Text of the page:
No Difficult in Getting 'Witnesses.
Controller Morrow, when spoken to on
the matter, said: "If witnesses only are
needed, they certainly will not hate any
trovble. Prom my house I can see engines
puffing smoke on "the Junction road every
daj almost. Immense black clouds are
thrown out, but it is too far away to bother
me cry much. "Why, for the past five or
six years the smoke from the Junction road
was'the only coal smoke we saw."
Although the ladies Health Protective
Association hac not et recehed an answer
to the letter to the flavor of Chicago, THE
Dispatch was able j cstcrday to secure the
last report of the Smoke Committee of the
Citizens Association of tliat city. It con
tains tabulated statements of the firing de
vices of all the firms visited, and it was
learned that where smoke consumers were
used, together with careful stoking, there
was f can-ely any smoke and a vast saving or
fuel. Concerning its work the committee
rays:
Some Observations or Investigators.
The observations made extended to 533
establishments w here stcjnils in constant
tic for . anous purposes including 633 boil
ers, ot which 231 places have in uso dpices
for the prc ention of smoke, and 99 ha e no
apparatus for the purpose. The particulars
are minutelj set forth in the tables prepared
bj the expert. From an analjsis of these
tables it will bo seen that, although tho
devices in use ha c a very marked effect on
the result as to w hether the smoke emitted
from the chimnej s is x cry black oroffensive,
so much so us to incline us lo tho opinion that
a proper apparatus is almost indispensable
for tho complete suppression of the snioko
nuisance, yet we believe that tho greatest
amount ot good can be accomplished by
careful attention to tho tiring; and the use of
a good quality of coil. l!v combining these
three conditions an cthcicnt smoke-pre-x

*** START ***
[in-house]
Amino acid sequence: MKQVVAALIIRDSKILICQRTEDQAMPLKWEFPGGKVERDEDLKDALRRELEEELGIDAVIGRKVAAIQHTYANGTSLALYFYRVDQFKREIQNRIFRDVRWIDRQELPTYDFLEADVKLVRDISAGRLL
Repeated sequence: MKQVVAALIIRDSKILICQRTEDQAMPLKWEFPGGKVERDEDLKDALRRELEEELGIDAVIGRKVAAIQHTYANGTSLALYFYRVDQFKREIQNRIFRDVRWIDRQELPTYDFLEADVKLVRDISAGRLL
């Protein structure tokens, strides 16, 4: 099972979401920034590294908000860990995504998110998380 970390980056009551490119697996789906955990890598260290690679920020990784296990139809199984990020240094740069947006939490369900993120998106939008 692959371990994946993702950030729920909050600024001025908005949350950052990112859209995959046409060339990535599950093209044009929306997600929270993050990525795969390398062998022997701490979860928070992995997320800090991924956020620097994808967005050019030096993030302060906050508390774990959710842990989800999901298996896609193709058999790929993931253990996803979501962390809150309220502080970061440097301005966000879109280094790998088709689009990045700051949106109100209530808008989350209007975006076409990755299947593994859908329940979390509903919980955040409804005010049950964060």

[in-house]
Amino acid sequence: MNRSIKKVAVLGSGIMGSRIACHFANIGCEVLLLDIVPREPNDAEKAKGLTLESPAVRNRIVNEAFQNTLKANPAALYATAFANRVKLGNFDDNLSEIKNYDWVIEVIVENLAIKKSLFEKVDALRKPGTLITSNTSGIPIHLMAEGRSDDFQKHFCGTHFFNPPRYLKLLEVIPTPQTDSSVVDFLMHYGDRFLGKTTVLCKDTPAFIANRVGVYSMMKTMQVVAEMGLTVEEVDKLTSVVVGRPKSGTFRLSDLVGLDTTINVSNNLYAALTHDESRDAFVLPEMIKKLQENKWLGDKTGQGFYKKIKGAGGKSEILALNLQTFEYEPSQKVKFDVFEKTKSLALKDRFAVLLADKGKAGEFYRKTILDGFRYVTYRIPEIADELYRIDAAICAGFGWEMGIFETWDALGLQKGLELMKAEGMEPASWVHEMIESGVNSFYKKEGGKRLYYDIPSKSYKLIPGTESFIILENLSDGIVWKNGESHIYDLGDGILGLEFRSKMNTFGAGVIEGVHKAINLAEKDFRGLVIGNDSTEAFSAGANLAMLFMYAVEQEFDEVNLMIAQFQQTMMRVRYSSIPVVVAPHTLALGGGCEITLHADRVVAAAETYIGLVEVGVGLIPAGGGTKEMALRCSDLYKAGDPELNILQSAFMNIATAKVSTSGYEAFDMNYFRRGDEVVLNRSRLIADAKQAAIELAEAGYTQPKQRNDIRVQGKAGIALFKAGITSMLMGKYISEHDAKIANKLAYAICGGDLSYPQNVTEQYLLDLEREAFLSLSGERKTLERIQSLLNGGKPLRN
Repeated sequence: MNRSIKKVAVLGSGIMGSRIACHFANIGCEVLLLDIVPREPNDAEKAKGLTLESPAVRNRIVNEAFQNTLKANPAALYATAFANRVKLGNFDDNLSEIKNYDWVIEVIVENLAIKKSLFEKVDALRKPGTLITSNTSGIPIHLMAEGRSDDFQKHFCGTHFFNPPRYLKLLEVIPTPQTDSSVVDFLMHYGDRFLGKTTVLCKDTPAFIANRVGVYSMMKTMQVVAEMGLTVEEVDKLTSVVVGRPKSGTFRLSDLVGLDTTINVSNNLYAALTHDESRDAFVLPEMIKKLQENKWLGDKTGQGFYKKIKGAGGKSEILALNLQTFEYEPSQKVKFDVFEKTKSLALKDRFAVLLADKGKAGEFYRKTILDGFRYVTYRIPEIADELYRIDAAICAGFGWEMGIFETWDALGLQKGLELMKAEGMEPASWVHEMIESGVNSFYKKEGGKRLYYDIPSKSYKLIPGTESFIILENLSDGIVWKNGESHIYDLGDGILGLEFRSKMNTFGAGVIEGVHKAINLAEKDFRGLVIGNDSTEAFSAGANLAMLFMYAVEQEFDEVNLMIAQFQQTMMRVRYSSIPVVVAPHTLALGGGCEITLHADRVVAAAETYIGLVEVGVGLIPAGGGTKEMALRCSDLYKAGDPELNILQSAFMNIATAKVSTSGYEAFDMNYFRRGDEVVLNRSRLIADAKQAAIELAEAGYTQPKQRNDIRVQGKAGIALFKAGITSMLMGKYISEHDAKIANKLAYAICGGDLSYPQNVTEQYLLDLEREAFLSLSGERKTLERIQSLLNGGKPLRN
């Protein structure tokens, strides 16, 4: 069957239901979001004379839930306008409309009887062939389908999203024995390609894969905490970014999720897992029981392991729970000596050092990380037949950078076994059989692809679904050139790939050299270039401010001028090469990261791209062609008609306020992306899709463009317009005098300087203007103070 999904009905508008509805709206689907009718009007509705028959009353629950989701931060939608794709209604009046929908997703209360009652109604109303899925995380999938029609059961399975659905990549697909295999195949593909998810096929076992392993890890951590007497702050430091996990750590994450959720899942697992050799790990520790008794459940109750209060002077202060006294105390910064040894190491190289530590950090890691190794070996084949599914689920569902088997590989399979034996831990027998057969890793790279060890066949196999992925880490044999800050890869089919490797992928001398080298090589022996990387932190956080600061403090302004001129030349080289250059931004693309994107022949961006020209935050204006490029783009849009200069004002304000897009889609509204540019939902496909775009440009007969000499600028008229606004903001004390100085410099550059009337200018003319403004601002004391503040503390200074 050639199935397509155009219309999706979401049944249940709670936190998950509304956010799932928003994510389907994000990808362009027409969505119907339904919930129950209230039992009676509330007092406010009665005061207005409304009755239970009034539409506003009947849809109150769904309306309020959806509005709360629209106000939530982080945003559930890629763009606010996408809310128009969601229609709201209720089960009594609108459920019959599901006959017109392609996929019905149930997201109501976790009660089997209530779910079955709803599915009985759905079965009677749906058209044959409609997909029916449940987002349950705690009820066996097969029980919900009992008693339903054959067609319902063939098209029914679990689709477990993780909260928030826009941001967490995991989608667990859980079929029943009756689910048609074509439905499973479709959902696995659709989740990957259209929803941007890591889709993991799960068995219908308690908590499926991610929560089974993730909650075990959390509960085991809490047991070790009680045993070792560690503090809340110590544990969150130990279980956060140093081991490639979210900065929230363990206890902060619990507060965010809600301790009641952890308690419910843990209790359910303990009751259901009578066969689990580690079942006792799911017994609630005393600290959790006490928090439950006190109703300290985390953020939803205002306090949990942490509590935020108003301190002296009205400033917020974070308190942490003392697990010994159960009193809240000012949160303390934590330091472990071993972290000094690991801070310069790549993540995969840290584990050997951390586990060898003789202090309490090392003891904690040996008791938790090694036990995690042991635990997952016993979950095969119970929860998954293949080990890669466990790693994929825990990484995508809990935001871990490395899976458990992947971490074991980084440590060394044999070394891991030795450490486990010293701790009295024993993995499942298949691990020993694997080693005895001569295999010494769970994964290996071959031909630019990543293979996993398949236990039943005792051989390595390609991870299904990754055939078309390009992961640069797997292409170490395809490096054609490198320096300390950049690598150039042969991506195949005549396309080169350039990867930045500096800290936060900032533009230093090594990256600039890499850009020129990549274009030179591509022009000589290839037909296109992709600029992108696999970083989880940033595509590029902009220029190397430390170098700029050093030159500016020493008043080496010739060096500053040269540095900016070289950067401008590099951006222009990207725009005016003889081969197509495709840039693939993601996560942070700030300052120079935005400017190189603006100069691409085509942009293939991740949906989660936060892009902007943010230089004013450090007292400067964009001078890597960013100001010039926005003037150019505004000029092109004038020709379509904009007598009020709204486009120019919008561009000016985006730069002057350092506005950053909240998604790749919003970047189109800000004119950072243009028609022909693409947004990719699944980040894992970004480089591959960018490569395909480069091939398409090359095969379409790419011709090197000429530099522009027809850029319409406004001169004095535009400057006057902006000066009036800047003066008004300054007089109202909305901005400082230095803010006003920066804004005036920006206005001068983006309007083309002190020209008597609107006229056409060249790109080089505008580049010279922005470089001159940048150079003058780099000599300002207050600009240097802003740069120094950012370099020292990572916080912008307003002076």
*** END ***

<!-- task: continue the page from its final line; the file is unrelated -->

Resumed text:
enling device, a lair equality of coal and
carefnfflmig the offense arising from thp
chiniaej in thebuslnessand inniiufactiriug
jBirts of the city can be reduced to insignlb
cancc. tood results lrox e been obtalnodjuy minjr
lmg coke, or anthracite screenings, v ith soft
roil, but that i practice! to but a small
extent, anil its beneficial effect is com
lnonsurale, after all, with the olerance of
in oper conditions as to use, which ait! a part
f. and included in the general term careful
firing. vVo see, byoxiimtnatiou of tho tables
given, that tho smoke arising from some
chimneys where the poorest quality of coal
is used Is reported as xory light, when ac
companied by the observation of careful, or
automatic mechanical stoking.
A Prolific Source of Clack Smoke
Tho practice of "crow ding the furnaces"
with fuel is one of the most prolific sources
of offensive smoko that we have to contend
with; this is made necessary, or believed to
be necessary, from thn insufficient size of
boilers, or of chimneys, to perform their
I work. Tho fires have to bo urged, to their
utmost rapacity to Keep up me requisite
amount of steam, and this Is done at
a great waste of coal, the custom be
ing to put on as much fuel as the
furnace will hold, and then rake It out from
below M hen insufficiently, or liot thoroughly,
burned, to mnko room for a fresh supply
abovc; tho result being tliattlioouteralr jjete
nn amount of denso smoke that annoys tho
public, while the proprietor of tho establish
ment pays for a largo amount of fuel of
whlchlio gets no benefit. Tho samo result
occurs from heedlessness of engineers and
firemen who, from indolcnco or ignorance,
completely nil their furnaces with coal nt
certain periods, and pay nofurtherattentlon
to their flres until tho timo comes to glib
the furnace a fresh charge of fuel; all chim
neys w hero such practices obtain emit dense
bmokc.
Continuing, the committee sayst "Wc
are ollie opinion that the suppression of
smoke as a nuisance is within the power of
those who own the stationary boilers and of
the men who have charge of Jicm; and the
formcr'havc no right to subject their im
mediate neighbors or the public to the
damage to health and property caused by
their own inattention. They should act in
unison and exert their employes to do their
manifest duty."
Ealrtnty and Steamboat Offenders.
In speaking of the investigations regard
ins the suppression of smoke on railways
land steamb6ats, the report states'
Kvory tng and nearly every locomotive
engine oberved 'is belching lorth great
x olumes of intensely black smoke: the cv
contiotis beimr on tho Illinois Central
Lsubuilxin trains. On inquiry It was found
I that this company uses bituminous coal; but
Ithe nuisance was In their case, much less
than on other locomotives, owing to careful
fli-insr. A numucr of tuirs nave steam jets in
c their s!noke-9tacks which help to some ex
tent; that caretui nringis mp Dcsircmeuy
was demonstrated on the trips made. Tho
samo tugs wcro w;ry oflcnslvc before and
after the trips. The difficulties to be over
come on tugs and locomotives are greater